MORE CAPITALS: What's with Ovechkin and those smelling salts?

Here are projected lineups for Game 4:


Forward lines

Alex Ovechkin – Nicklas Backstrom – Joel Ward

Marcus Johnasson – Evgeny Kuznetsov – Jason Chimera

Andre Burakovsky – Jay Beagle – Troy Brouwer

Curtis Glencross – Brooks Laich – Tom Wilson

Defense pairings

Brooks Orpik – John Carlson

Karl Alzner - Matt Niskanen

Tim Gleason – Mike Green


Braden Holtby – Justin Peters

Scratches: C Michael Latta, D Dmitry Orlov

Injuries: Eric Fehr [upper body, day-to-day]


Forward lines

Rick Nash – Derrick Brassard – Marty St. Louis

Chris Kreider – Derek Stepan – J.T. Miller

Carl Hagelin – Kevin Hayes – Jesper Fast

James Sheppard – Dominic Moore – Tanner Glass

Defense pairings

Ryan McDonagh – Dan Girardi

Marc Staal – Kevin Klein

Keith Yandle – Dan Boyle


Henrik Lundqvist – Cam Talbot

Scratches: D Matt Hunwick, D Chris Summers

Injuries: Mats Zuccarello [head, indefinite]

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Capitals re-sign Madison Bowey leaving Tom Wilson the lone remaining RFA


Capitals re-sign Madison Bowey leaving Tom Wilson the lone remaining RFA

Defenseman Madison Bowey re-signed with the Capitals on Thursday, inking a two-year extension that will carry an average of $1 million.

Bowey carried a cap charge of $703,333 last season.

The 23-year-old appeared in 51 games for the Caps in 2017-18, amassing 12 assists, 24 penalty minutes and a plus/minus rating of minus-3.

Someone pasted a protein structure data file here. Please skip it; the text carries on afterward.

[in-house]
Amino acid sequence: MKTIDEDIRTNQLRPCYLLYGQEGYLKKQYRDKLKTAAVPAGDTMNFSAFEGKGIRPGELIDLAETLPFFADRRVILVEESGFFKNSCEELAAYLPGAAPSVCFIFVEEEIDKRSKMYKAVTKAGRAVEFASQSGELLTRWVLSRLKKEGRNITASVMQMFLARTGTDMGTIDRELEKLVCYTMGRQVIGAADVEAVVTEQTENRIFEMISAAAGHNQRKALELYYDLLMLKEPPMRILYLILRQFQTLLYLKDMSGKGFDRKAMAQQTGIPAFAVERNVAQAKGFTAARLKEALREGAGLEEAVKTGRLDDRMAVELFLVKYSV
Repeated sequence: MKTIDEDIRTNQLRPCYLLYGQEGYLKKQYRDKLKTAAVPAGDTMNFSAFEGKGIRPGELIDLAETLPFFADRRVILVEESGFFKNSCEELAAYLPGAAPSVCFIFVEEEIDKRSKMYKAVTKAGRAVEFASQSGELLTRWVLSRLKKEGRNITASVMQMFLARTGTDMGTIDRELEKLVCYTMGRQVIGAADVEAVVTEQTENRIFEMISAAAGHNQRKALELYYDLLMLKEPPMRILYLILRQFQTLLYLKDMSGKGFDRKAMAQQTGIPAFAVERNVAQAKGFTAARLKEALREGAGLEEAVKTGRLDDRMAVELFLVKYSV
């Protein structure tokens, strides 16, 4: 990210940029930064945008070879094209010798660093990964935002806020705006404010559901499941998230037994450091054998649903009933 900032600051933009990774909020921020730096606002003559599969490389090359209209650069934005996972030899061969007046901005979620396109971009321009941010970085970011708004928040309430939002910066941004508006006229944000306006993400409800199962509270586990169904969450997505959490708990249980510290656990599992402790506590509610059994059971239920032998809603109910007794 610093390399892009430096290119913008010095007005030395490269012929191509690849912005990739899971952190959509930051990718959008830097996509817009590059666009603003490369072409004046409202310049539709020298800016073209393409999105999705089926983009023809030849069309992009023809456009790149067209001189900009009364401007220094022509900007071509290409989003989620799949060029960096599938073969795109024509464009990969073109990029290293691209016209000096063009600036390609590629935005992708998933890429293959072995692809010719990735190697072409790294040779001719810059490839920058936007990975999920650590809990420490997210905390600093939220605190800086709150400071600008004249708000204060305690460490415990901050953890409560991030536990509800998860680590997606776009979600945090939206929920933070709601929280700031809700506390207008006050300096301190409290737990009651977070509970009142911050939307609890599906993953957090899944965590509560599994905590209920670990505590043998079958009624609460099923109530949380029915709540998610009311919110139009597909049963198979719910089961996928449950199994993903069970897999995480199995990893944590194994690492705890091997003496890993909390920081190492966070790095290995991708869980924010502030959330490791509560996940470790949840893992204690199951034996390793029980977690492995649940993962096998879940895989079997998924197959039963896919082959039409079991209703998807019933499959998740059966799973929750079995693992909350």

Bowey also suited up in nine contests for AHL Hershey, though he finished the season as one of the Black Aces during Washington's run to the Stanley Cup.

With Bowey back in the fold, the Caps now have six of seven defenseman from last season’s roster under contract. (Veteran Brooks Orpik remains an unrestricted free agent.)

Bowey had an uneven first year in the NHL—he didn’t play following the late-February addition of Michal Kempny—but the Caps expect that the 6-2, 198-pound right-shot blue liner will become reliable full-time player with more seasoning.

Bowey’s deal leaves Tom Wilson as the Caps' only remaining unsigned restricted free agent. The sides are in discussions on a multi-year extension.

Including Bowey’s extension, the Caps have roughly $7.3 million in salary cap space remaining, according to


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Capitals Faceoff Podcast: Checking in on Hershey


Capitals Faceoff Podcast: Checking in on Hershey

In the present, the Capitals are the Stanley Cup champions. But what does the future hold?

The voice of the Hershey Bears, Zack Fisch, joins JJ Regan and Tarik El-Bashir to talk all things prospects!

Who stood out at development camp? How will Pheonix Copley look as backup? Which Hershey prospects could push for a spot in the NHL? All that and more on the Capitals Faceoff Podcast.

Check out their latest episode in the player below or listen on the Capitals Faceoff Podcast page.